Reactive maintenance (Fig 3) occurs if, and only if, a part fails. This strategy is risky as component failure can have an impact on the rest of a device, and the timing of this can be instantaneous with no lead in. Although initial costs for a reactive maintenance programme can be low, costs associated with repairs and downtime are high.
These costs are higher still in the offshore electricity generation sector, owing to the remote location of equipment. Preventative maintenance is a subset of planned maintenance, which looks to prevent failures through regular, planned maintenance works, or preventative maintenance (Fig 3).
This occurs at regular time intervals, but will not maximise the lifetime of the component, and may cause unnecessary downtime. High labour costs are associated with the implementation of a preventative maintenance programme.
Predictive maintenance (Fig 3), on the other hand, looks to continually monitor the condition of components in order to determine the need for maintenance. Predictive maintenance maximises the useful time of a component while still preventing failures. It also reduces downtime and labour costs by allowing strategic maintenance scheduling.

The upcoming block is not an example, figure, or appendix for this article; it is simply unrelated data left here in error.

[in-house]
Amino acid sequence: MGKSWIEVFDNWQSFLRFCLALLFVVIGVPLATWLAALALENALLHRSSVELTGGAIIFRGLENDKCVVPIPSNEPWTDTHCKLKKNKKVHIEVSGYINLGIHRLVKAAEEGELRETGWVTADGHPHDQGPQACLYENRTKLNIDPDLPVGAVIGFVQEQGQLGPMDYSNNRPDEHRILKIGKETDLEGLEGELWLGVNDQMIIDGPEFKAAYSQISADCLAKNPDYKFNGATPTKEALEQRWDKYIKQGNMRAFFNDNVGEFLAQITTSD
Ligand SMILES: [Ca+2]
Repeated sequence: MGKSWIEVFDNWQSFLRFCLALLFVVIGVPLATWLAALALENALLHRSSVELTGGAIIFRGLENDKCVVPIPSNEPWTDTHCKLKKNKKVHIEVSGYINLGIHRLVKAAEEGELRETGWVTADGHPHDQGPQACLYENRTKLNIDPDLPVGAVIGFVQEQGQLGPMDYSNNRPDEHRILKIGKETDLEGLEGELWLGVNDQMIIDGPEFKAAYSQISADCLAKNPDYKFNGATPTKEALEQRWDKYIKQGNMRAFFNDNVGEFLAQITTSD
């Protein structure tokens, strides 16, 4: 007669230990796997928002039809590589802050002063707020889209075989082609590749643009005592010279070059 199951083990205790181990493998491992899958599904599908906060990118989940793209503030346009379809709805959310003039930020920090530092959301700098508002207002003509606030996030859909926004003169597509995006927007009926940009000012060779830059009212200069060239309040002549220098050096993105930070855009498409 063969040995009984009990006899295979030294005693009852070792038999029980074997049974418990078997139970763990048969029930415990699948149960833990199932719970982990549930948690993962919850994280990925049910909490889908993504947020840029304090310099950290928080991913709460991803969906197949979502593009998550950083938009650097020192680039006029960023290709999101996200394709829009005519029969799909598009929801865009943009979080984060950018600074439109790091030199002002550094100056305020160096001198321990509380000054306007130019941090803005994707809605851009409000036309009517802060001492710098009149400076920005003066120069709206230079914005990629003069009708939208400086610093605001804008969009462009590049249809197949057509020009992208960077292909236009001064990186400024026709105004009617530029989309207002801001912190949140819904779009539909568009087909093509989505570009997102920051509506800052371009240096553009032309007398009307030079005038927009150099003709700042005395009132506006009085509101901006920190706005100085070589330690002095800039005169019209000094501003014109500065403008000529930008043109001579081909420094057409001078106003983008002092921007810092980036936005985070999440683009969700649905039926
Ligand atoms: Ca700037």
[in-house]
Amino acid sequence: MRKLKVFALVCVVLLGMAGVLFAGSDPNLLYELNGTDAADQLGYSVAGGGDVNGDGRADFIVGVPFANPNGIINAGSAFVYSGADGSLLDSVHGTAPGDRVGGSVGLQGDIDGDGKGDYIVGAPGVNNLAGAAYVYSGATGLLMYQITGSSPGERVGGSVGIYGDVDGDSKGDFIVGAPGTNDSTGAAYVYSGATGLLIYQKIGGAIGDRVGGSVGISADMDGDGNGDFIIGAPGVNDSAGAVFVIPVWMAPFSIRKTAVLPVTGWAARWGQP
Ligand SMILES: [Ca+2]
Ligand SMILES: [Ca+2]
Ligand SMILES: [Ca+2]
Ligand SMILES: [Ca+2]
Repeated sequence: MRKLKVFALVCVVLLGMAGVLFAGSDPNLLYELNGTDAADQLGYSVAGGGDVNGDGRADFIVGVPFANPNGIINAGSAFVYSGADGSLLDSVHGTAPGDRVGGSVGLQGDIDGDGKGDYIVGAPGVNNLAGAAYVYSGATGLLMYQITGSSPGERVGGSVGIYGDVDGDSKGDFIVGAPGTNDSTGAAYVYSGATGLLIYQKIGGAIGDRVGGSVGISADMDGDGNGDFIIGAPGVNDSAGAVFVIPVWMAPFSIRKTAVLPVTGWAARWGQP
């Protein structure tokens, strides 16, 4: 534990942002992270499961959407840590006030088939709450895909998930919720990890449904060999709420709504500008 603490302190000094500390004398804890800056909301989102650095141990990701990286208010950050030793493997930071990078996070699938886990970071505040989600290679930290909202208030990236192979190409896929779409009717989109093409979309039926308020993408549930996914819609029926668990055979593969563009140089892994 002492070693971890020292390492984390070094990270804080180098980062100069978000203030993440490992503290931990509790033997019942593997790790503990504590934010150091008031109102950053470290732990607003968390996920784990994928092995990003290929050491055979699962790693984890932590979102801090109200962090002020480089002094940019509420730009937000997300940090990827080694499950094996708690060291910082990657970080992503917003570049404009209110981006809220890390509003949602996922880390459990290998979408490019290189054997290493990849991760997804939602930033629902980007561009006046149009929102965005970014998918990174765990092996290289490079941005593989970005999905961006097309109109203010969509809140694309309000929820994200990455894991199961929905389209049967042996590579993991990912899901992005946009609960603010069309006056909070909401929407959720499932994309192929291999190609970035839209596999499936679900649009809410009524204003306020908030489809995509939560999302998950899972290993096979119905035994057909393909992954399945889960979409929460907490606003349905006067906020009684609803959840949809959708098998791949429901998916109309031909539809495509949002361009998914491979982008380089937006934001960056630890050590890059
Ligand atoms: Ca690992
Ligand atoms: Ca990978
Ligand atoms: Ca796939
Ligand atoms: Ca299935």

If condition-based monitoring techniques (predictive maintenance) are to be employed in offshore renewables, how can this be achieved? Currently, the wind industry tends to install SCADA systems to monitor sensors on various components.
This is a costly and data/energy intensive operation. Recent studies have looked to use historic data to model healthy and unhealthy operation to identify events which might trigger failures. These studies use a variety of mathematical, analytical techniques including machine-learning algorithms.
What is the size of this emerging industry? If we look to onshore wind, we can see the potential. In a recent article, IHS Markit predicted that the wind energy sector would spend a total of $40 billion on operations and maintenance between 2015 and 2025. That is $4 billion per year. As wind turbines age, the cost associated with maintenance will increase.
O&M is an ongoing direct job associated with this industry. In 2015, the SEAI produced a report which highlighted Ireland’s capacity to capture the different aspects of the onshore wind supply chain in meeting 2020 targets. As you can see in Fig 4, O&M is predicted to be more than 10 per cent of this cost, and yet we are not well positioned to capitalise on this.